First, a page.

ME Elective Course Descriptions
The following are course listings and course descriptions for Mechanical Engineering electives, for Spring 2022.
Instructor: Briana Bouchard
Schedule: Tuesday 4:30-5:45 PM
Description: Career oriented electronic portfolio development for sophomore level mechanical engineers. Overview of various GUI-based portfolio platforms, HTML and CSS languages. Applications of dynamic content and media in multiple formats (gif, jpeg, etc). Learning reflections. Peer reviews and feedback. Ethics and social justice discussions.
Note this course is 1 SHU and Pass/Fail only.
Instructor: Brandon Stafford
Schedule: Tuesday & Thursday 10:30-11:45 AM
Description: Explore design thinking through a series of practical design challenges, coupled with design review by your peers and the instructor. Over the course of the semester, you will face approximately six challenges that require you, sometimes alone, sometimes as a team, to design, prototype, and fabricate working solutions. Emphasis will be placed on understanding real-world design constraints resulting from different fabrication methods, hardware selection, and material properties. An effort will be made to allow students to pursue areas of personal interest, such as mechanisms, embedded electronics, or robotics, in the context of the design challenges. Students with scant interest in fabrication are encouraged to enroll in other courses. The course will have no textbook, but there will be some expenses for materials incurred.
Pre-requisites: Senior standing
Instructors: Dan Hannon & Gary Leisk
Schedule: Tuesday 4:30-7:30 PM
Description: End-to-end prototype development process in support of a person with a disability. Innovative, technological solutions based on human-centered design principles. Techniques for user needs elicitation, design ideation, workflow design, electro-mechanical system design and integration, materials selection, rapid prototyping, manufacturing concepts, and end-user testing. Students will work on multi-disciplinary teams and produce at a minimum a phase 1 prototype solution.
Instructor: Howard Hamilton
Schedule: Tuesday & Thursday 6:00-7:15 PM, Virtual
Description: Data exploration and preparation. Purpose of modeling, prediction vs. description. Modeling algorithms. Data visualization and recording. Real world examples, possibly including internet of things, monitoring failure onset in machinery. Student project.
Recommendations: Math51, ES2/COMP11 or equivalent.
Instructor: Chris Rogers
Schedule: Monday & Wednesday 10:30-11:45 AM
Description: In this class, we will be building robotics for the classroom. A lot of the emphasis will be on how to design robots to teach various concepts and how to make them resilient and easy to use. For the final project, we will team with students from Marina Bers’s Child Development class. Pre-requisites: ME 35 or graduate standing
Instructor: Pratap Misra
Schedule: Tuesday & Thursday 1:30-2:45 PM
Description: Multiple-input, multiple-output (MIMO) linear dynamical systems; state-space approach; random processes; parameter estimation; Kalman filters; sensor fusion; applications in autonomous vehicles. Prerequisite: ME31, or equivalent
Instructor: Bryony DuPont
Schedule: Monday & Wednesday 3:00-4:15 PM
Description: A deep dive into the physical, social, technical, and environmental factors that govern the design of wind energy systems. Each week highlights a different topic in wind energy, from the design of the towers, blades, and gearboxes, to the layout of larger farms, with focus on computational and numerical modeling of the wind itself, power development, and system costs. Emerging topics in wind systems design will also be investigated, including vertical axis wind systems and floating offshore wind systems, with emphasis on development on the Pacific coast of the United States. The course will culminate in a team-based design project assessing and optimizing the design of wind systems for various applications and locations.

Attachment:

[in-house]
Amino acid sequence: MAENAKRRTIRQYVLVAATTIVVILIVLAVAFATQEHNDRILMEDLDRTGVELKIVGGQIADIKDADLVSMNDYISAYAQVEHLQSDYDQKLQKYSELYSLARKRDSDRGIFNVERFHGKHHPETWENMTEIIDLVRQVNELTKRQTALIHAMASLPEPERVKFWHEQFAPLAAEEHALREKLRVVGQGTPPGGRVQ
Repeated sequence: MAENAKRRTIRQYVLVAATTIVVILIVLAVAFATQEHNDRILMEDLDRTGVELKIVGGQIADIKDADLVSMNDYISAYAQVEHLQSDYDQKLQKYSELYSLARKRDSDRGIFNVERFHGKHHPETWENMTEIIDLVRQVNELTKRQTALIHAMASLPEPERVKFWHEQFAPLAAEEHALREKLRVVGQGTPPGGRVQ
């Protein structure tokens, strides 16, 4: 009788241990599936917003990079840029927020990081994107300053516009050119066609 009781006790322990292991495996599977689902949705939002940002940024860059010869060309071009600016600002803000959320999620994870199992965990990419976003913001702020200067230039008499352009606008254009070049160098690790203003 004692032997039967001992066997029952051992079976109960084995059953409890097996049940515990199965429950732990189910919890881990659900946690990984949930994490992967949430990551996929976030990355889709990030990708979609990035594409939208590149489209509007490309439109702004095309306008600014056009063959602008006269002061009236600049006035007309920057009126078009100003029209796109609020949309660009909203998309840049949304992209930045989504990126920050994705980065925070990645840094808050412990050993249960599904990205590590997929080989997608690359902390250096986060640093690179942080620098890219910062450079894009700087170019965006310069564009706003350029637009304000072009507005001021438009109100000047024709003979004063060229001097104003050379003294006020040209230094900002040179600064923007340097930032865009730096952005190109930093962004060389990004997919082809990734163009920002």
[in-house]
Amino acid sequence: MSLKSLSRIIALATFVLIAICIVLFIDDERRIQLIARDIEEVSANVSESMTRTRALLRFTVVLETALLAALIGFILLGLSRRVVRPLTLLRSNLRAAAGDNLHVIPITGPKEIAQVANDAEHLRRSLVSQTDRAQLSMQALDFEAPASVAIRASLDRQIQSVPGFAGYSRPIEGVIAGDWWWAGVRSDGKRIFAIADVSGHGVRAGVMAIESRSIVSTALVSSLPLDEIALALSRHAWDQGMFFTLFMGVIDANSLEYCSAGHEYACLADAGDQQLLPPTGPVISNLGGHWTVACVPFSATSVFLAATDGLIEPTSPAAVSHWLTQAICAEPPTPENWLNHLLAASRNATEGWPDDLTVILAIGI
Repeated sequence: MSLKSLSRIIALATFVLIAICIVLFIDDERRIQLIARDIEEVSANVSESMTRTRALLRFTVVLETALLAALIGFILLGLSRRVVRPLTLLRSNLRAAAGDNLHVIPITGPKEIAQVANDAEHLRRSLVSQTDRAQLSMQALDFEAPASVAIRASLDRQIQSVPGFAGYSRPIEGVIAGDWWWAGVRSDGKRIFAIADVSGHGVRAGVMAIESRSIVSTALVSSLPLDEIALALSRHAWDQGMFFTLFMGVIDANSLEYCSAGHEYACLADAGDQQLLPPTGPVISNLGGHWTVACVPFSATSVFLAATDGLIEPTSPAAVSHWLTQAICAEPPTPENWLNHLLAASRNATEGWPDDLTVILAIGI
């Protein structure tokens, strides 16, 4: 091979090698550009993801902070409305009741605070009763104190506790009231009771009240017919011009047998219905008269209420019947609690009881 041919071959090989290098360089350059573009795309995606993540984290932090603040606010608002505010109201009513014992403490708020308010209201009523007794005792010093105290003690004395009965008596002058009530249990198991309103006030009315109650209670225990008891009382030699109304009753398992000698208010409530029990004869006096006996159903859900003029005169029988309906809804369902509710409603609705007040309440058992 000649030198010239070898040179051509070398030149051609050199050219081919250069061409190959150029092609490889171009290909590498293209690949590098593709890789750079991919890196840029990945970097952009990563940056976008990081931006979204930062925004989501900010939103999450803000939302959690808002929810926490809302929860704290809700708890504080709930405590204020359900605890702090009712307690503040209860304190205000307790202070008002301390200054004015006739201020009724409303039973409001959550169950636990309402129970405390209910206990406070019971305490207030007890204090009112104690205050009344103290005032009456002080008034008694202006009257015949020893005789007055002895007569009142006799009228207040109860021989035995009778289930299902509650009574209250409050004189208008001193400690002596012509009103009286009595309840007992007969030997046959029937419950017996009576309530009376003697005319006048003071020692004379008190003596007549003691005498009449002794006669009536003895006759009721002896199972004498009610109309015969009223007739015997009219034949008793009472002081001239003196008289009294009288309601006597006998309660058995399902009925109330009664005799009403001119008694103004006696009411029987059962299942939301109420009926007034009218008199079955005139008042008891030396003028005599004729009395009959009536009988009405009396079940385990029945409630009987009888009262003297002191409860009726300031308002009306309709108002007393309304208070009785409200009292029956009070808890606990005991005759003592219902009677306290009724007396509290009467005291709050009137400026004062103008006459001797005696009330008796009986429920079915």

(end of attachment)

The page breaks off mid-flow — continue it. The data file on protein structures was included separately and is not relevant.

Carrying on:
Instructor: Mark Kachanov
Schedule: Asynchronous Virtual
Description: Review of tensors, strains, and stresses. Hooke’s law for isotropic materials. Anisotropy of materials. Introduction to the effective properties of heterogeneous materials. Effective properties of damaged solids. Basic concepts of fracture mechanics.
Instructor: Greses Perez
Schedule: Wednesday 1:30-4:30 PM
Description: Even though engineering and science are tasked with developing solutions and knowledge for a diverse population, Black and Brown communities remain systematically marginalized in these disciplines. The problem exceeds easy solutions like having “a seat at the table” and requires rethinking with whom and for whom the field develops technologies and ideas. In looking at disciplinary communities of practice, scholarship in science and engineering education offers guidance on how to address this challenge between the demographics of the fields and a growing diverse population. In this course, we will engage with research examining the role of race/ethnicity, language resources and cultural understandings in who is heard and can contribute to engineering and science. The course is designed for undergraduates and graduate students from all departments in the School of Engineering, and for graduate students in the STEM Education and MAT Engineering programs in the Education department. The focus is on scholarship in engineering and science education as well as the learning sciences across lifespan.
Instructor: Georgios Karamanis
Schedule: Tuesday & Thursday 3:00-4:15 PM
Description: Structural, thermal, and fluid flow analysis using commercial and open-source software packages. Breakdown of modelling workflow. Selection of appropriate model properties, boundary conditions, and numerical algorithms based on underlying physics. Interpretation of results and identification of sources of error.
A detailed overview of the course can be found here.